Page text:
Monday, March 9, 2020

Elon Musk Keynote - Satellite 2020

Elon Musk delivered the keynote at Satellite 2020. These were my notes with some comments.

  • innovation is insufficient
  • the sign of success is not going bankrupt
  • focus on achieving something soon, if the schedule is wrong, the design is wrong
  • the bigger the rocket the more affordable the service
  • learning is inherently accessible to everyone
Musk was outspoken on how every LEO operator had gone bankrupt, and that Starlink would not go bankrupt. That any talk of an IPO was muted - it will wait for profitability. 

SpaceX sees the launch market as something like $3B/year and the overall broadband market as $30B/year. For this reason, Starlink is the next logical venture.  
(I am drawn to a speech I heard Alan Mulally talk about how Boeing made X building airplanes, the airlines made 10X operating them, and the travel industry made 100X from the journey. Mulally yearned to move Boeing up the value chain. Connexion by Boeing was one response - not bankrupt - shut down.)
Starlink is meant to round out coverage - to serve the 3-4% of customers that are hardest to reach or are out of reach of existing cellular markets. Starlink spot beams are too large to serve dense urban markets.  5G small cells are ideally suited to urban markets. Starlink is a complement to 5G, by filling the coverage areas needing long range and with few subscribers. Not downtown LA.
(AT&T 2019 wireless revenue was about $55B. Viasat 2019 services revenue was $680mm. What does the $30B represent? 5% of AT&T revenue is about $3B. Ten of those deals in the world is about $30B.)
Latency less than 20 msec.  Good enough to watch high definition video, gaming, whatever - experience does not become a drag - user does not notice speed as a bottleneck.
(The age old debate between network Vs experience. It is not important how many bps, all that matters is what the user expects and experiences.)
Initial user terminal will be self-erecting - will not require any installation support. Power it up and point it at the sky. There will be mechanical actuators.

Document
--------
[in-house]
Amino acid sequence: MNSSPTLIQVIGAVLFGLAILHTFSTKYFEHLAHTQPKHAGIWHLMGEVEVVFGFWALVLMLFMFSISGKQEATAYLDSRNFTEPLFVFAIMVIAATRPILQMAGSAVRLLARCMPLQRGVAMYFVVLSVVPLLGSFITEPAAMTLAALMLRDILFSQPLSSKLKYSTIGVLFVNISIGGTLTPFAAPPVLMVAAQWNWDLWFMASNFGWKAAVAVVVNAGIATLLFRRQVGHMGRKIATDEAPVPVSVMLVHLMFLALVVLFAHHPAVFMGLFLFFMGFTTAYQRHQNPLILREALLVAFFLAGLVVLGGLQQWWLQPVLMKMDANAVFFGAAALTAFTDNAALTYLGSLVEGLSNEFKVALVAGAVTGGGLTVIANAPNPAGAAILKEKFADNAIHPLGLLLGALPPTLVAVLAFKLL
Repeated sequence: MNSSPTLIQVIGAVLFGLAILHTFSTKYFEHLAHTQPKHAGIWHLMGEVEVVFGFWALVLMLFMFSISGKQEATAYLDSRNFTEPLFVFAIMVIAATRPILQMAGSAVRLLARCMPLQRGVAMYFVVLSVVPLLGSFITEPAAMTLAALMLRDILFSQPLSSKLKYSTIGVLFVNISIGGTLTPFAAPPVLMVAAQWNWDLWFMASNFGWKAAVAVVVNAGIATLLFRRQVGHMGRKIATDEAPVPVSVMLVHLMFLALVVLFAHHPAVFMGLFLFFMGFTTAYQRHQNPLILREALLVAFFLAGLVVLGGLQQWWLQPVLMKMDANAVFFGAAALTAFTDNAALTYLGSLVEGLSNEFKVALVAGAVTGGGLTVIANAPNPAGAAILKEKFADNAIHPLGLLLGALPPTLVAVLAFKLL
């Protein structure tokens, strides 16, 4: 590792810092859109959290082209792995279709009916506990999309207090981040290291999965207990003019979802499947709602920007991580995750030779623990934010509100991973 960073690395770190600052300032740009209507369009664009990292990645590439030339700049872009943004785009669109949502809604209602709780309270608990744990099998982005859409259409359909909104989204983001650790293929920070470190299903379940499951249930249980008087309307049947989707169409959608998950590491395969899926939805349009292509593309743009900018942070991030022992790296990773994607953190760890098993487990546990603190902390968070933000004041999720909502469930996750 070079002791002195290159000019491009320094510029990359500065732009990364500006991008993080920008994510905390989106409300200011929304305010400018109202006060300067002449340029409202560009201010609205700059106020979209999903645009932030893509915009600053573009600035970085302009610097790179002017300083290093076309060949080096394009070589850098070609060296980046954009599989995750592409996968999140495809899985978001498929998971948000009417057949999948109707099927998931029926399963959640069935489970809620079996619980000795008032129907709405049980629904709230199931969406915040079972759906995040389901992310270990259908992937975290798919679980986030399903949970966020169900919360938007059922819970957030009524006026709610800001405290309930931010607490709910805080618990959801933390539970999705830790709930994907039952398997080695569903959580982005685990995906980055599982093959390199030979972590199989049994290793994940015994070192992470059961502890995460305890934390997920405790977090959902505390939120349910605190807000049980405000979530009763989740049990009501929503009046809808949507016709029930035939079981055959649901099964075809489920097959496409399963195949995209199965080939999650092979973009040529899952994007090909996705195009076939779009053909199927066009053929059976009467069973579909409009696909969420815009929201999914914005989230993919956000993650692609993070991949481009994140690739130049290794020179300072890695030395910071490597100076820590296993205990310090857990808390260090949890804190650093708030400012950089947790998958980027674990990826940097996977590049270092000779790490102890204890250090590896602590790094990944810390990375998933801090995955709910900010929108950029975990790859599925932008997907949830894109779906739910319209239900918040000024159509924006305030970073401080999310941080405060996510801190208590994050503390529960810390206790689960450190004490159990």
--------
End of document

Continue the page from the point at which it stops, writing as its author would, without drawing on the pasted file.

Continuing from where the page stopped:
(not sure if hybrid fine electronically steerable array and rough mechanical pointing, or fixed beam array and fine mechanical pointing.)
Musk was a bit coy in his answer regarding interference with visible-light astronomers. Musk claimed there would be zero impact on their discovery or science. He believes that the marketplace is too focused on the launch phase, when the satellites are in lower orbits and may not be optimally aligned in attitude. He claims no one can loecate every one of the satellites - that they do disappear when fully in position. They are exploring black paint instead of white paint on the arrays. They are looking at a small sun-shade: the reflection can be blocked with a small ridge, because when the reflections are objectionable, the angles are severe.
(I worry about a sky filled with satellite dots wizzing about and obscuring the stars - I think this is a global issue. The visible-light astronomers do not have the same rights as radio astronomers. It is interesting to note how differently Iridium flares were considered).
Starlink and Starship are the two projects Musk is focused on. 

Falcon 9 was created by about 100 persons, today SpaceX employs 6000. It is much harder to manufacture than to invent - 10x or more.  Key to any startup is to focus on doing something soon.  If the schedule is wrong, the design is wrong. Simplify and focus.

Software has existed for many years. Maintaining software has a shelf life. Software needs to be re-written periodically. The same is true with rockets. Falcon 9 and Dragon are operational. The next step is to go bigger. Affordability is driven by reusability and scale. Starship is much bigger and is designed to launch one hour after landing - only the propellant is replaced. 

Musk mentions how the oceans are crossed by large container ships, each carrying hundreds of containers; and not 100s of containers with little outboard motors plying the seas. He likens the same between Falcon 9 and Starship.

Composites were abandoned because they were taking too long and costing too much. The alternative to use stainless steel turns out a better solution overall. Steel has much higher temperature tolerance, can be welded, does not need to be painted, requires less thermal shielding compared to composites and is immediately accessible. The strength from hardening and considering the cryogenic environment is equivalent to composite - the rest is all upside (less weight and headache).

Musk made some provocative statements regarding institutions of higher learning. He feels colleges only serve to show that you can answer the questions asked, but that these are not the right questions. That a degree is not evidence of achievement other than going to class and filling out the homework. He does not expect a college degree to be a requirement for working for SpaceX.
(Musk went off the deep end here. He first whines about the lack of innovation and then he finishes bashing the one marketplace that delivers more innovation than any other, and lights off more careers, and lifts up more people)

Stay Tuned!

Peter Lemme


  1. "off the deep end" is part of his social media strategy. All eyes on the weird and wonderful Musk.

  2. the universities are not a marketplace; they are a racket

  3. Problem: Career needed with huge salary, obscenely generous pension, power to hire and fire, freedoms from accountability, and no productivity metrics other than regular price increases for product. Solution? College administrator